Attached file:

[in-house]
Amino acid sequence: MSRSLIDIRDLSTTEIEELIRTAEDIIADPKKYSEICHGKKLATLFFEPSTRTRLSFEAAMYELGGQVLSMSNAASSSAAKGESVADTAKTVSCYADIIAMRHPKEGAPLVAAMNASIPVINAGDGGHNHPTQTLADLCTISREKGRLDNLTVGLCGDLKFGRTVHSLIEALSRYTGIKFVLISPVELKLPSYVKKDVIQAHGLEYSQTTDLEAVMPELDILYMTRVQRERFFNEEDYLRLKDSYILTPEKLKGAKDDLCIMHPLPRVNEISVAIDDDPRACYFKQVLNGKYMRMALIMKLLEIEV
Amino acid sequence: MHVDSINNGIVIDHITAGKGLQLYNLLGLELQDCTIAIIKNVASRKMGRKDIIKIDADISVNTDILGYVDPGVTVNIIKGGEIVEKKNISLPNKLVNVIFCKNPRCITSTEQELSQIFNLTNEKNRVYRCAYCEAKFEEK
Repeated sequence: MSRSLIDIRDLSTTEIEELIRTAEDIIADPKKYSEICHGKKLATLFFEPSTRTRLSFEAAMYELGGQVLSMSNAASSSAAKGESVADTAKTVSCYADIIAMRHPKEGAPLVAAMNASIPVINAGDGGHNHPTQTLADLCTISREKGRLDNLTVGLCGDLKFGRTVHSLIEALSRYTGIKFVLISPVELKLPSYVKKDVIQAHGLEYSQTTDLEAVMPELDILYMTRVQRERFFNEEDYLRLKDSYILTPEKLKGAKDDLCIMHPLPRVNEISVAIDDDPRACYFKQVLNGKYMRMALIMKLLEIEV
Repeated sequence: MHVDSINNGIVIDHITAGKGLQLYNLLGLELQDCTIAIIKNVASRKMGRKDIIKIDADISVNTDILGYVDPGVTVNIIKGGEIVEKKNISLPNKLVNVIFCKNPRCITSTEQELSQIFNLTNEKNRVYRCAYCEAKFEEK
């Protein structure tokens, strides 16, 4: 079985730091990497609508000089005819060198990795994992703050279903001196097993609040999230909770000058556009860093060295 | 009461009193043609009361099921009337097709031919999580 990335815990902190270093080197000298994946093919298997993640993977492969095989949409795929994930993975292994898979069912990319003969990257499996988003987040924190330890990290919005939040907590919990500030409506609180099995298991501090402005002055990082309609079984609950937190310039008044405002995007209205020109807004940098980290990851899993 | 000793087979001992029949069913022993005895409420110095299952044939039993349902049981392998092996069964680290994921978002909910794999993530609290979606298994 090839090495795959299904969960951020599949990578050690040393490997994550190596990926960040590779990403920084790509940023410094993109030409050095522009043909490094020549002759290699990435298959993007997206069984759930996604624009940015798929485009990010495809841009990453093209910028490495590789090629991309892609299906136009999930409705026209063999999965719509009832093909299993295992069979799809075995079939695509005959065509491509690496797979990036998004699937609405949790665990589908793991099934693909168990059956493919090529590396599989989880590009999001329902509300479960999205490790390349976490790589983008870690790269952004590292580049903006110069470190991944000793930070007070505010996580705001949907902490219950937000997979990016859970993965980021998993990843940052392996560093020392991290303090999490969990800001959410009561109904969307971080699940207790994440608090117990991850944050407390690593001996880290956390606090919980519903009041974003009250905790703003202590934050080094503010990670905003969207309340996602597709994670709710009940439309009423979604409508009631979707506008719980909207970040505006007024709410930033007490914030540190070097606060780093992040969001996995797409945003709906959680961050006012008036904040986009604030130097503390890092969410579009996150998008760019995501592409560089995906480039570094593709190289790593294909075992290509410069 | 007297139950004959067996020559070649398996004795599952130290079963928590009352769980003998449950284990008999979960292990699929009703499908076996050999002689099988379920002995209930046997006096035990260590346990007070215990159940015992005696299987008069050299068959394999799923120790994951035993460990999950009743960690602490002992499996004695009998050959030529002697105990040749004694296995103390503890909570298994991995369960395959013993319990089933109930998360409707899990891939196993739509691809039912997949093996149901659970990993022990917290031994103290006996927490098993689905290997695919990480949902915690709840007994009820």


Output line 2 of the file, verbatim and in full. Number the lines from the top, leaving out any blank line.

Amino acid sequence: MSRSLIDIRDLSTTEIEELIRTAEDIIADPKKYSEICHGKKLATLFFEPSTRTRLSFEAAMYELGGQVLSMSNAASSSAAKGESVADTAKTVSCYADIIAMRHPKEGAPLVAAMNASIPVINAGDGGHNHPTQTLADLCTISREKGRLDNLTVGLCGDLKFGRTVHSLIEALSRYTGIKFVLISPVELKLPSYVKKDVIQAHGLEYSQTTDLEAVMPELDILYMTRVQRERFFNEEDYLRLKDSYILTPEKLKGAKDDLCIMHPLPRVNEISVAIDDDPRACYFKQVLNGKYMRMALIMKLLEIEV